The model for physical activity recognition was built and evaluated on recordings of 10 healthy subjects (mean age 59, SD 5 years, 6 women and 4 men). The subjects performed a scenario consisting of all the activities to be recognized with several variations: walking at different speeds, uphill and carrying a burden, eating various foods, and performing a wide range of chores (cooking, sweeping floor, gardening tasks, etc) and hand activities (writing, using a computer, knitting, etc). Similar to the previous cases, a leave-one-subject-out evaluation was conducted. Precision (the fraction of the instances recognized as a certain activity that in fact belong to that activity), recall (the fraction of the instances belonging to a certain activity that are recognized as such), and F-measure (harmonic mean of precision and recall) were used as the evaluation metrics.

Table 5 shows that most of the activities can be recognized reliably. Standing has the smallest F-measure, because it is often misclassified as rest. This is understandable because in both cases, the hand with the wristband does not move much and is not overly problematic because most people rarely stand still for a long time. The second largest problem is confusing eating with hand activities, which is also understandable but makes accurately triggering psychological interventions during eating difficult.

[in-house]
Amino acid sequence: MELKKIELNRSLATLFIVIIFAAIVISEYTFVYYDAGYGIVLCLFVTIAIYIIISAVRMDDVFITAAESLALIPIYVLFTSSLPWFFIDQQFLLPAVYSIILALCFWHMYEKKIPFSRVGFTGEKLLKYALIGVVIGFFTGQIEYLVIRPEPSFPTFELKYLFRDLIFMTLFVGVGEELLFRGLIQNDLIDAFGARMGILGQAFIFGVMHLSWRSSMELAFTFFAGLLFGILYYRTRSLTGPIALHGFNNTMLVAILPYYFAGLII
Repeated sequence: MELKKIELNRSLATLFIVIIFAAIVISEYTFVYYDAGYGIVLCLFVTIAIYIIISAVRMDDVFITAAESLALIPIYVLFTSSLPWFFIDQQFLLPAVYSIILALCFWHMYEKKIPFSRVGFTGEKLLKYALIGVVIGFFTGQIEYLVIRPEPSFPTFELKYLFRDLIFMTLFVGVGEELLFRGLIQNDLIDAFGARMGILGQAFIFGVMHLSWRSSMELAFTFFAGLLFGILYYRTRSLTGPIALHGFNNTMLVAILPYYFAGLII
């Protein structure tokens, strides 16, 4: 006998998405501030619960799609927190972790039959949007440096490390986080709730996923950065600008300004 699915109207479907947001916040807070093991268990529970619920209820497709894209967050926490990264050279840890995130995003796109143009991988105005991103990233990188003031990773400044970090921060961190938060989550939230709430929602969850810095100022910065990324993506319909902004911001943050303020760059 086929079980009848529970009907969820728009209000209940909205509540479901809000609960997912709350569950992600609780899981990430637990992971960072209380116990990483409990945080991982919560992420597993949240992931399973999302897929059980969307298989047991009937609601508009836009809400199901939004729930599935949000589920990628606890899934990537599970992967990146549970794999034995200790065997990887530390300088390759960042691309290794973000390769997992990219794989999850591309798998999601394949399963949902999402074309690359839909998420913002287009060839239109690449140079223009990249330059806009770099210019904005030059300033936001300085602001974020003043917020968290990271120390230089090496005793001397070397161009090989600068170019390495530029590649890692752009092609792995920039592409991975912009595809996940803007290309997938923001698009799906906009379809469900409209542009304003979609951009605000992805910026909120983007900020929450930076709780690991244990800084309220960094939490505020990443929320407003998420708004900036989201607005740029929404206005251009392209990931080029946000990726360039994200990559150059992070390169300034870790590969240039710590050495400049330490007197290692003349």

Table 5. Precision, recall, and F-measure of the physical activity recognition.
ActivityPrecision (%)Recall (%)F-measure (%)
Rest848987
Standing483238
Walking758680
Nordic walking677872
Running746267
Exercise727774
Eating626161
Washing737775
Chores848182
Hand activities676566
Macro average717171

General Effectiveness of the System

A proof-of-concept trial was set up to evaluate the effects of the HeartMan intervention on health-related quality of life and disease management (self-care) as primary endpoints [54]. The secondary endpoints we targeted were clinical parameters, illness perception, and mental and sexual health. The clinical trial was registered on NCT03497871 on 2018-04-13. It was implemented in two countries: three hospitals were involved in Belgium, and one hospital and a local health authority participated in Italy. A randomized controlled design was used with a 1:2 ratio of the control and intervention groups. Eligible patients were recruited by the treating cardiologist or general practitioner at the time of regular consultation. After providing informed consent, participants underwent a baseline data collection, containing medical record data registration, questionnaire assessments, and some clinical assessments, including a 6-min walking test. Patients were then randomly assigned to either the control group receiving the usual care or the intervention condition additionally receiving the HeartMan personal health system that they used in their home setting for a period of 3-6 months. All outcome measurements were repeated in both the intervention and control groups at the end of the trial.